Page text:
By Tim Craig
Washington Post Staff Writer
Wednesday, September 8, 2010; B04
A chief strategist to Vincent C. Gray's mayoral campaign said Tuesday that Mayor Adrian M. Fenty likely has a small lead among those who have cast ballots in the Sept. 14 Democratic primary, but added that the council chairman is well-equipped to step up his get-out-the-vote effort in the final six days of the campaign.
Responding to reports that many of the ballots cast at early-voting sites are near expected Fenty strongholds in Chevy Chase and Capitol Hill, Gray strategist Mo Elleithee told reporters his candidate "is probably a little behind" among the more than 8,000 D.C. residents who have voted. But Elleithee added, "we feel like we can bring this home."
"We know who our voters are and how to get them to the polls," he said.
A recent Washington Post poll shows Gray with a double-digit lead.
Although Gray later distanced himself from Elleithee's comments, they reflect the Gray campaign's respect for a Fenty operation that has shuttled potential supporters to the polls since early voting started 10 days ago.
"Our focus is to get as many people out as possible," said Fenty campaign spokesman Sean Madigan. "We think we will fare much better if the turnout is high. We are fairly encouraged by what we see."
But the District's first experiment with widespread early voting has led to heated confrontations at the polls between Fenty and Gray and supporters. Gray said Tuesday that he's asking Police Chief Cathy L. Lanier to station officers at all 143 precincts on primary day to head off potential problems.
Gray said he was harassed by some Fenty supporters Monday as he campaigned at the Turkey Thicket Recreation Center in Northeast, one of five early-voting locations. Police were called to Turkey Thicket on Saturday after tensions grew between volunteers for Fenty and Gray.
"I am just looking for an orderly and civil process so voters are not in any way in fear as they go and try to vote," said Gray, who posted a YouTube video urging his supporters to show "respect" while campaigning. "We have seen some behavior over the last few days that is more than I would have liked us to have seen, and I just want to keep focused on what is important."
Gwendolyn Crump, a spokeswoman for Lanier, said the department has "deployed officers in the past to ensure smooth traffic flow" and "will continue to proactively provide special attention to polling sites."
But D.C. Council member Marion Barry (D-Ward 8) said he's increasingly alarmed by the tactics used by Fenty supporters Ronald Moten and Jauhar Abraham, co-founders of Peaceoholics. Moten and Abraham, with help from the Fenty campaign, are organizing teenagers and young adults to campaign for the mayor.
"They are using tactics of intimidation and bullying of people by screaming and yelling and starting fights with some of our workers," said Barry, who supports Gray.
Abraham accused a Gray supporter of becoming violent Saturday at the Southeast Tennis and Learning Center, another early-voting location. "A lady who supports Gray slapped the bullhorn out of one of my friend's hands when he was out campaigning for Fenty," said Abraham, whose organization has gotten millions of dollars in city contracts since Fenty took office in 2007. "His natural response was to push back, but I told him not to do that. But something has got to be done. These kinds of things have been happening pretty regularly."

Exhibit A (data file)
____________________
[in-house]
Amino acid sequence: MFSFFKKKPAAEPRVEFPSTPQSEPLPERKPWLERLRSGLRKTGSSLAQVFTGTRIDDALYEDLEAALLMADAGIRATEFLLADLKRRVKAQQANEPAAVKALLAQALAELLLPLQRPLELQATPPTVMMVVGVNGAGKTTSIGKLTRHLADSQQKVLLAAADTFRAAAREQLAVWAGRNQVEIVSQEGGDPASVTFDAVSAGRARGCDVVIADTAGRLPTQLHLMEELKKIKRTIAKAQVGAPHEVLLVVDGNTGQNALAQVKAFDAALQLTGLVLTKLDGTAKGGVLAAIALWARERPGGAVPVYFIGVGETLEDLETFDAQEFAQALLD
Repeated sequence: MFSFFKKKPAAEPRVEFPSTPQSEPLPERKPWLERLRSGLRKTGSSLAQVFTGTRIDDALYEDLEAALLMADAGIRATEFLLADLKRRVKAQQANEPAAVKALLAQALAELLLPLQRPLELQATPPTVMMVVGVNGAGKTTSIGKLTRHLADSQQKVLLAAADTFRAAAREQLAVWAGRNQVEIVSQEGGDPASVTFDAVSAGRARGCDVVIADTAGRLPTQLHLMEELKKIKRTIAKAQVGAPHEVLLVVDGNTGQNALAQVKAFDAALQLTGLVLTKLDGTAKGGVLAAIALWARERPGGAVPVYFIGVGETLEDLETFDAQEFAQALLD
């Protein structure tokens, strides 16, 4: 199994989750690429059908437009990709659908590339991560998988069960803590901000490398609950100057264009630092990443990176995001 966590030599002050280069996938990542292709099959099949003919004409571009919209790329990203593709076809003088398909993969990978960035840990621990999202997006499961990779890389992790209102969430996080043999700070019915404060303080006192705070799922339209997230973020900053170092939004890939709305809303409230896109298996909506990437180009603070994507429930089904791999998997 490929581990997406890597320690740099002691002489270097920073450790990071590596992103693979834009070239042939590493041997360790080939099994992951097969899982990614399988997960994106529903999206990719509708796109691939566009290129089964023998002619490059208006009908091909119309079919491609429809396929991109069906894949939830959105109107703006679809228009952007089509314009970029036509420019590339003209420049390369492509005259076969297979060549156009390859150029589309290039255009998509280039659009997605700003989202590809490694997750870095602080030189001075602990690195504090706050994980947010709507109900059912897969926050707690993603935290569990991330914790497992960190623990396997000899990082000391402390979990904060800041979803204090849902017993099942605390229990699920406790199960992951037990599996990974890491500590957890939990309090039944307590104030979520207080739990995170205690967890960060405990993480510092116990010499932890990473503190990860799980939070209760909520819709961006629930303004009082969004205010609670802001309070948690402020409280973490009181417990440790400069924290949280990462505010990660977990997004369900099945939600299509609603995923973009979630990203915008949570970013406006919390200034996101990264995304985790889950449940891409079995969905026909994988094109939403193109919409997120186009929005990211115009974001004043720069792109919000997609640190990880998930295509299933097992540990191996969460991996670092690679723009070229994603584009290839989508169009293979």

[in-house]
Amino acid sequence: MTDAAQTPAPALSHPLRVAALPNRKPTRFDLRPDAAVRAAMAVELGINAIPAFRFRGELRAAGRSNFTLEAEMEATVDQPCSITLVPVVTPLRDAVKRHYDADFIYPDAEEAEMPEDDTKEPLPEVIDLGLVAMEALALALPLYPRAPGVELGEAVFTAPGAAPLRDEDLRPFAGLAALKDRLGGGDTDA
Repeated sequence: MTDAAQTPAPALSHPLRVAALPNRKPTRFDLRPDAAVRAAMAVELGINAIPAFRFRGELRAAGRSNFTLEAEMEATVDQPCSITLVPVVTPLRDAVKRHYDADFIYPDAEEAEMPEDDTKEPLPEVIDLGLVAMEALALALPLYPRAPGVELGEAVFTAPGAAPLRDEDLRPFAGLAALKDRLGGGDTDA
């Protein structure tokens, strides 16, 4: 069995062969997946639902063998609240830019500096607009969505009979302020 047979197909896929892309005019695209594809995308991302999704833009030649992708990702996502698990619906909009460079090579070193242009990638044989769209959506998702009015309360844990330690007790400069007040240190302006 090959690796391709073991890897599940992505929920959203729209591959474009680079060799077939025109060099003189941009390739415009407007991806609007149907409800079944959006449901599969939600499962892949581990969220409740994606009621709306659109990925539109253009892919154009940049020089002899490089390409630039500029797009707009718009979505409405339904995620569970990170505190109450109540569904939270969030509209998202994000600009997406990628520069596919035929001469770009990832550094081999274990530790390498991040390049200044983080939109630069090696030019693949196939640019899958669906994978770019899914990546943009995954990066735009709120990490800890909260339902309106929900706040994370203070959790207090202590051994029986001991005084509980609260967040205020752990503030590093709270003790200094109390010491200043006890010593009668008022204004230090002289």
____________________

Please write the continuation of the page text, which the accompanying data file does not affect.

The campaign was expected to take a turn Tuesday night when Moten was scheduled to debate Barry on the Fox newscast about their choices for mayor.
On the campaign trail, Gray continued to make inroads with environmentalists Tuesday, when he signed a pledge to clean up six toxic sites along the Anacostia River over the next four years if elected mayor.
Dottie Yunger, the Anacostia Riverkeeper, said Fenty was also invited to the ceremony near the Navy Yard on the banks of the river, but his office did not respond. Brent Bolin, director of advocacy for the Anacostia Watershed Society, said the Fenty administration has been hesitant to embrace efforts to get the Environmental Protection Agency to designate Superfund sites near the river out of fear that it could jeopardize economic development.
"This guy has been mayor going on four years, and I have not seen the aggressive advocacy needed to move forward on cleaning up the river," said Gray, who has been endorsed by the Sierra Club.
Fenty kept a light campaign schedule Tuesday. But John Falcicchio, the mayor's campaign manager, sent Gray a letter asking him to "provide a full explanation" about some of his alleged friends and associates. On Tuesday, a Washington Times story detailed past controversies involving Vernon Hawkins, developer William C. Smith and businessman Emmanuel Bailey, all of whom have at least loose ties to Gray.
Falcicchio wanted to know why Gray didn't recuse himself when he voted on the council for a development project spearheaded by Smith while Smith was doing work on his home. He also demanded to know why the council added Bailey to the city's lucrative lottery contract and whether, if elected, Gray would pledge not to do business with Hawkins, the director of the Department of Human Services during Barry's fourth term.
Elleithee fired back a letter to Falcicchio, citing numerous newspaper stories and editorials that have questioned Fenty's ethics.